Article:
Lastly, we have the input to create a short URL. I started with a simple web form that consisted only of an input box and submit button. This worked well: read the input, validate it, generate a short URL DB entry, and finally output the short code. Eventually, I supported a non-form interface for an integration with Alfred as well. With that, I have a working URL shortener! It’s deployable on Heroku as a small flask app that works fine with their free web and Postgres tiers for one person. I’ll note that this has been the first time I’ve used Postgres for any sort of app (I’ve always used MySQL for relational database storage before). There were a few differences but it has worked well for me thus far!

How Do You Use This Shortener?

At first, I would load up the web form for my shortener, put the URL I wanted to shorten into the input box, and get back the short code. From there, I developed a shorthand to write the short URL into my paper notes: I use s/{shortcode} to denote a URL I might need. For example, I’d write s/xyz in my notes.This means that on paper I can denote any URL with five characters. That’s pretty great!

Once I developed this usage pattern and shorthand, I got to thinking about how I use the shortener. I decided that since I’m already a heavy Alfred user, I should try building a workflow for creating and consuming short URLs. I developed an API endpoint for shortening URLs that was safe from bots polluting my key namespace and a way to create/view short URLs.

Now that I have that done, my usage of the URL shortener is very simple: Open Alfred, type “s <URL>” to create a short URL. This will copy the short code to my clipboard and displays it in large text on my screen. Now, I can copy it down into whatever I was writing a note about in my shorthand (e.g. s/xyz). In order to look up that short code, I simply type s/xyz into Alfred and hit enter. It will open a browser to the fully qualified short URL and the shortener service will do the rest!

It isn’t a big project but it fits into this category of “personal infrastructure” applications that I’ve been thinking about and working on over time. Maybe I’ll write more about that topic in the future.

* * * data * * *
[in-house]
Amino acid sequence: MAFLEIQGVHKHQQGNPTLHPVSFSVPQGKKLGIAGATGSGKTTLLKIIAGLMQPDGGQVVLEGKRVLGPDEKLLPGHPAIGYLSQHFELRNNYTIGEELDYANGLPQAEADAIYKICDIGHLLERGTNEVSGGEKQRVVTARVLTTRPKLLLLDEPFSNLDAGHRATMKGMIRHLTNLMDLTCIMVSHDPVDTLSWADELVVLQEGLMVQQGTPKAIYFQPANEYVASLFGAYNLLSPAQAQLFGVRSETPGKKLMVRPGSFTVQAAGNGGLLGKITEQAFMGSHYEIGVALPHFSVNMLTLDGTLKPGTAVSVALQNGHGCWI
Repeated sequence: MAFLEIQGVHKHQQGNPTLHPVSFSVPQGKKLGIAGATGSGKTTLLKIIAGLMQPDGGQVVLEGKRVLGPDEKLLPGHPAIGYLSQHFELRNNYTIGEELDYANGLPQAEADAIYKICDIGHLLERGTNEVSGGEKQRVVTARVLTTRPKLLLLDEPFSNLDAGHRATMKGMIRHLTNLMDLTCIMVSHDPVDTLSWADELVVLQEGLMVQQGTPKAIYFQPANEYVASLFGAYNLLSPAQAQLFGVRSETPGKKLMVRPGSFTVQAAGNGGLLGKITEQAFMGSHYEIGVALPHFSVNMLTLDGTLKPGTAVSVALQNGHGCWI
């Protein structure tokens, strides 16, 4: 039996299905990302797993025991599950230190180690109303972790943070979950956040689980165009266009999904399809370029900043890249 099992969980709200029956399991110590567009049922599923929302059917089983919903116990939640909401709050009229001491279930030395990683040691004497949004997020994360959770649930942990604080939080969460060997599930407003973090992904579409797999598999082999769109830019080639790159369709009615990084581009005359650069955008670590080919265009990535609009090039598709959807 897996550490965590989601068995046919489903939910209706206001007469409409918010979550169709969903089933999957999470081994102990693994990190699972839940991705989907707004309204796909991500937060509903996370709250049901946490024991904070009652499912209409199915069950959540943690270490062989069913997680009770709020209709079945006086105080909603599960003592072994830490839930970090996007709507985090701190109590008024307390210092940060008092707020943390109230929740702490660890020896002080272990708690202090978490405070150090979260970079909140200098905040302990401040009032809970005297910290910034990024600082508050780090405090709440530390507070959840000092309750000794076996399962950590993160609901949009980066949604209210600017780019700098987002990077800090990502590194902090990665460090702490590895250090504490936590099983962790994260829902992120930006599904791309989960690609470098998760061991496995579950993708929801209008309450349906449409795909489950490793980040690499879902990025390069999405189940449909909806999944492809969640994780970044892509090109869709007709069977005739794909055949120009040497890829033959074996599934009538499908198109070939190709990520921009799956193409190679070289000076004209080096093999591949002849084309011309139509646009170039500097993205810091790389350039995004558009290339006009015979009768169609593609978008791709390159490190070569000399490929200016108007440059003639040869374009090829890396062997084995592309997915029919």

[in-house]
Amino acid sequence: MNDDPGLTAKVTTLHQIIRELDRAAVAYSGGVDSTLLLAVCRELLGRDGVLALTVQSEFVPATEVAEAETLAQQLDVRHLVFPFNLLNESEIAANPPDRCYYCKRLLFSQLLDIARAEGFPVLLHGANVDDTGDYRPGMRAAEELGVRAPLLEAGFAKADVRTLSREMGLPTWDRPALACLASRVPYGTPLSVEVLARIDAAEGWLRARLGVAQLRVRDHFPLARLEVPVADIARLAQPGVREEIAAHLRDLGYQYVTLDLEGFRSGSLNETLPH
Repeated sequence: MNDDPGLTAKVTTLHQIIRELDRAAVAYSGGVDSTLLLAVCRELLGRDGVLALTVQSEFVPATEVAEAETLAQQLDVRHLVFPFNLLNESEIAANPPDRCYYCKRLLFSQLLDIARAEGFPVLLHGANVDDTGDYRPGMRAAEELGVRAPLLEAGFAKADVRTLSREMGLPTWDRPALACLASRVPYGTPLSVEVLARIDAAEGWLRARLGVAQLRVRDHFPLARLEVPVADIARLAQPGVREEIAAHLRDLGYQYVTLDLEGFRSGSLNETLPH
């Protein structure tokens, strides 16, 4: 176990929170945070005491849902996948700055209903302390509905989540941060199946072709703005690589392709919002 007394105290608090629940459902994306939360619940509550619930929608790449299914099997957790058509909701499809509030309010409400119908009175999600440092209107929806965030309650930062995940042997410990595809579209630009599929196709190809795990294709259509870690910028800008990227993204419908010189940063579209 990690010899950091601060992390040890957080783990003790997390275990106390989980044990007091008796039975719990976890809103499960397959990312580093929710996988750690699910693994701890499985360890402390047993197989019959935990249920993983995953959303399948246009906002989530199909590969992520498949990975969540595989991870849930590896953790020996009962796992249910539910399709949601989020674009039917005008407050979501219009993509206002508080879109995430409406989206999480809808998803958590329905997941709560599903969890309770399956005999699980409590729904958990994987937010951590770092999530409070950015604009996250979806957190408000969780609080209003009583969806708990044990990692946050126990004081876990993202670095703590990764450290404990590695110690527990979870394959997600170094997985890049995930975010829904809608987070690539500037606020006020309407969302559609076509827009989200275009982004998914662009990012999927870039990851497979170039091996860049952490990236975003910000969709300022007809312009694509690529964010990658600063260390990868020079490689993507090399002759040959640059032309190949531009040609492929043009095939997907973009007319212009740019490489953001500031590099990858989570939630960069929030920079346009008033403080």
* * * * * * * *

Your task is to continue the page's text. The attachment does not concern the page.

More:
The initial version of this service took a short time one afternoon. This was followed by the little bit of time to get the Alfred workflow going. After that, I’ve really not spent much (if any) time on this project. That said, I do have a small wish list that maybe I’ll get to one day:

  • Be able to dump a mapping of all short codes to URLs
  • Take this as an opportunity to learn how to build a Chrome extension
  • Provide a way to manage (edit, delete) short codes (this is pretty low priority).
  • Back up the Postgres DB regularly

What I’ve learned and What I’m Thinking About

I’ll be honest: with my level of Python and web experience, this project wasn’t very complicated. It was enjoyable though! For one, I found a way to add simplicity and utility to my life with a minimal time investment. I also got to do a small amount of web development again during a time that I was doing totally different things at work. That was fun for me!

Lastly, it further supported this idea of personal infrastructure that I’ve had bouncing around my head for a while (and have also sort of discussed before with my friend Alex). At a very high level, this concept is that very small custom apps can make my life easier/better in a number of ways. Since I’m a programmer, they are not a big investment to prototype out. I’ve thought about how this can improve the lives of non-technical people too but I have nothing super enlightening to report there at the moment.

Do you have any “personal infrastructure” projects? I’d love to hear about them!